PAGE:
In a major foreign policy speech in April in Prague the President outlined an ambitious strategy in pursuit of the goal of a world without nuclear weapons. The President also stated: “I’m not naive. This goal will not be reached quickly – perhaps not in my lifetime.”
This caveat has both irked disarmament advocates who think that abolition should happen much more quickly and has given credence to naysayers who consider such an undertaking to be too difficult. Perhaps, as Johan Bergenäs noted in World Politics Review, older generations may be too cynical to embark on such a monumental task.
In an effort to involve the next generation in the cause of reducing the dangers posed by nuclear weapons, the State Department has launched a campaign to facilitate the exchange of ideas between future leaders of the U.S. and Russia.
As part of this new campaign, the State department arranged and facilitated a November 12th discussion at Foggy Bottom between American and Russian students on a range of non-proliferation issues including geopolitical changes affecting nuclear deterrence, the potential expansion of the nuclear club, and diplomatic remedies to instances of non-compliance with the Nuclear Non-Proliferation Treaty regime.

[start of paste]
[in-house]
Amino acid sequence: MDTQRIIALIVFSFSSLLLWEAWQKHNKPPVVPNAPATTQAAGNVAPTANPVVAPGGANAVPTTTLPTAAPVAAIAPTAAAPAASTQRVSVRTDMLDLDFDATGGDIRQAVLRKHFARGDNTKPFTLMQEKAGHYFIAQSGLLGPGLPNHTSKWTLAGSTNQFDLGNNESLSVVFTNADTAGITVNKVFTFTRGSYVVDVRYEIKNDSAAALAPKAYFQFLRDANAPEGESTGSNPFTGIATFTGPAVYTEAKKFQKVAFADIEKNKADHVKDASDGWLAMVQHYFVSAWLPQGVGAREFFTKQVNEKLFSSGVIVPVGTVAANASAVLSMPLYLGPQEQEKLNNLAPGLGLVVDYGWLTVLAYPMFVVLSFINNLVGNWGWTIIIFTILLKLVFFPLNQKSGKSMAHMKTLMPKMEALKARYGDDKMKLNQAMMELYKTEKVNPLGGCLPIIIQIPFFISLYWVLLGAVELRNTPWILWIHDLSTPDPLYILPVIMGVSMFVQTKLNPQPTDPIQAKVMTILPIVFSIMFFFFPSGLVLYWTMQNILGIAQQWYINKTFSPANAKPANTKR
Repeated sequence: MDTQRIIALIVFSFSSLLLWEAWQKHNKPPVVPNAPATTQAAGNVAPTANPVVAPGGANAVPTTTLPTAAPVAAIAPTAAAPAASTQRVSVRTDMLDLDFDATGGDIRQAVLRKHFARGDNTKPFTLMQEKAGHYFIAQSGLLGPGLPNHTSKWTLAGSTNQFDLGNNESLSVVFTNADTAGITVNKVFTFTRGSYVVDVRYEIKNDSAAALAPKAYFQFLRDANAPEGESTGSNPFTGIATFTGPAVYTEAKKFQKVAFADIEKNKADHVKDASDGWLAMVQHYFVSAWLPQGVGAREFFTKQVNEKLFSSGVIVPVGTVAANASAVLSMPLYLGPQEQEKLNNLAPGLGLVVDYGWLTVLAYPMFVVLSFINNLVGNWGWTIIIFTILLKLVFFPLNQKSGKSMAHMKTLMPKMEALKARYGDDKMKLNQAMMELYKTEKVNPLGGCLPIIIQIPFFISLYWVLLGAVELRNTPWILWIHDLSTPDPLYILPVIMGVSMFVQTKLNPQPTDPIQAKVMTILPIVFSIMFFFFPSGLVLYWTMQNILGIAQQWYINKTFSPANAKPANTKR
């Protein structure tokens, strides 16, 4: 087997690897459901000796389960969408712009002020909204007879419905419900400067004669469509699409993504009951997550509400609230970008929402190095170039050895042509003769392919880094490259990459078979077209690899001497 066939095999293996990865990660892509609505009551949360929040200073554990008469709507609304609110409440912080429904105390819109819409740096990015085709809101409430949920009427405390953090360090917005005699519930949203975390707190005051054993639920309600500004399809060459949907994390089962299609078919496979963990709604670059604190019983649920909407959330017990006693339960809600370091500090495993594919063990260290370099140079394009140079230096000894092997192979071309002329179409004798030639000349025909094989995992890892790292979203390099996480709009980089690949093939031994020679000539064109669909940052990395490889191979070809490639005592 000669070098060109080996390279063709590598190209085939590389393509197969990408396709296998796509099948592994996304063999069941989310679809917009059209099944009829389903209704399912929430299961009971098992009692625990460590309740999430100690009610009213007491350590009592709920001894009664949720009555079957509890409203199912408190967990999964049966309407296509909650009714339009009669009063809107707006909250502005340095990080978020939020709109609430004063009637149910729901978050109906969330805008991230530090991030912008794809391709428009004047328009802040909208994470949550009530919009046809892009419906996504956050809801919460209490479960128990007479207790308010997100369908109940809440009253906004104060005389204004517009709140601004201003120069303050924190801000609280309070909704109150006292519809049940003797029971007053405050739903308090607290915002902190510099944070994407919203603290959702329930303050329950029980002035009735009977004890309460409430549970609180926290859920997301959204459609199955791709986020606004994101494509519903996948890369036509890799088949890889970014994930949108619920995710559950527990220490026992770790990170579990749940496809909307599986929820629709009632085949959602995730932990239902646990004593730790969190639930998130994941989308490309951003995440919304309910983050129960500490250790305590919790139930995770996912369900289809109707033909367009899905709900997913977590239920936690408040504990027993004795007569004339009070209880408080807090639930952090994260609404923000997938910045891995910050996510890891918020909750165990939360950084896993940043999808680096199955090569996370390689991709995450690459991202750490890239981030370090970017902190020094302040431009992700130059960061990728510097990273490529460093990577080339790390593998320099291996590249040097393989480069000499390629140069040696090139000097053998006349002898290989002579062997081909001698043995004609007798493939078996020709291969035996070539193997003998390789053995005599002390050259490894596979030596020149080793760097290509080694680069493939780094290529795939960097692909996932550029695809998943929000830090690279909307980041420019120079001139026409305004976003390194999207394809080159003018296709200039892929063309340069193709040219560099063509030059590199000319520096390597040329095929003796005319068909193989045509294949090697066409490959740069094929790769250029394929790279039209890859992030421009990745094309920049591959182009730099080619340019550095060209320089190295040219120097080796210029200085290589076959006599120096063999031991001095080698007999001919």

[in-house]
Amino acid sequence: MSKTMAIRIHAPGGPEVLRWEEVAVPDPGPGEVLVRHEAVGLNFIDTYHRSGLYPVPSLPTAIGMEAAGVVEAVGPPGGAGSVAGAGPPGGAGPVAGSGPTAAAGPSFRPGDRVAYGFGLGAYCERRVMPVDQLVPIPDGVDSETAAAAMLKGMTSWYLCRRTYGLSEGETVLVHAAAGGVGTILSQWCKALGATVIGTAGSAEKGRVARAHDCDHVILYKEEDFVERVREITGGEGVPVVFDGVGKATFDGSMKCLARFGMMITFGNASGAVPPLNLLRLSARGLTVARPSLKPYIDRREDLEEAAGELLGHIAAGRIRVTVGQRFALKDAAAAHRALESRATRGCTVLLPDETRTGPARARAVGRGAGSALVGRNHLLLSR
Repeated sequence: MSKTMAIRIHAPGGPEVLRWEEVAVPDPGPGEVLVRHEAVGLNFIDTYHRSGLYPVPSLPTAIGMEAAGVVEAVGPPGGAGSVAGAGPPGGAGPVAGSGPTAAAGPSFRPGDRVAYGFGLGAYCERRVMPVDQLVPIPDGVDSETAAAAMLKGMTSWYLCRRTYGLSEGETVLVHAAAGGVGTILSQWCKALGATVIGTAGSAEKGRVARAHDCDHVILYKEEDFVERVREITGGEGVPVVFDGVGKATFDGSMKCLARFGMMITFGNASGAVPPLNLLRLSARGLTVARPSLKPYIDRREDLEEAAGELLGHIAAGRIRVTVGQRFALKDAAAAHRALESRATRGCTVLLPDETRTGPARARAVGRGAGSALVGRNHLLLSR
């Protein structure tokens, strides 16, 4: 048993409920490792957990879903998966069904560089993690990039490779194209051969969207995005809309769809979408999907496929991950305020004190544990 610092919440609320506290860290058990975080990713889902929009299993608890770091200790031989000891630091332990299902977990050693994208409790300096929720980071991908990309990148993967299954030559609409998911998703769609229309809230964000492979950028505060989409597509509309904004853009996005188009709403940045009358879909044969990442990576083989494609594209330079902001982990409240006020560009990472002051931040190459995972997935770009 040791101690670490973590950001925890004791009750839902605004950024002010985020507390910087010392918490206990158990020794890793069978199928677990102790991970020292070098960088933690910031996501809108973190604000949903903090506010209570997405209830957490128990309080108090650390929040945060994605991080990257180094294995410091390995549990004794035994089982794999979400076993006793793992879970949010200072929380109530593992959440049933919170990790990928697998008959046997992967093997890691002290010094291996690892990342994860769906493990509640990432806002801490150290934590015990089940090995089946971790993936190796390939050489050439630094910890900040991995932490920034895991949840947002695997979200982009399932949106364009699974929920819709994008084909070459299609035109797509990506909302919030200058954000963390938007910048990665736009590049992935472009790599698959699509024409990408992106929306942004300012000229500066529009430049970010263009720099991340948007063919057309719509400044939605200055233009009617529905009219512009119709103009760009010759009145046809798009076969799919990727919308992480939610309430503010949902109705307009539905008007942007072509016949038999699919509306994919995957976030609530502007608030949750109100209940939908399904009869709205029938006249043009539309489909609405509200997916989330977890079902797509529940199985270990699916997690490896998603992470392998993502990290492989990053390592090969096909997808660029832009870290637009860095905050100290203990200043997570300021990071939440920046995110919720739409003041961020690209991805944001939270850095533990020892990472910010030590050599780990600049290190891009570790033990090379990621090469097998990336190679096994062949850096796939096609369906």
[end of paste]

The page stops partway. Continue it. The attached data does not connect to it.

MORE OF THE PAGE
Efforts at engaging future leaders are critical to reaching the “mountain top” mentioned in the now-famous Wall Street Journal Op-ed authored by George Schultz, William Perry, Henry Kissinger, and Sam Nunn. In the article, the four senior statesmen compare nuclear disarmament to climbing a mountain. We cannot currently see the top; however, we know it is there and it is important to begin the climb.
Granted, this may be perceived as naïve by the many cynics among us, but cynicism is what needs to be overcome if abolition is going to be realized in our or anyone’s lifetime. As Joe Cirincione puts it
“Cynicism in all its forms is still pervasive in the political process. Overcoming it will be our greatest challenge, for it can sap the will of officials, filling them with a fear of appearing weak or foolish, and demoralize proponents, who will shrink from commitment to an apparently hopeless cause.”
Frankly, it is time that our sense of urgency caught up with our destructive capabilities; it is time to begin the difficult task of eliminating nuclear weapons.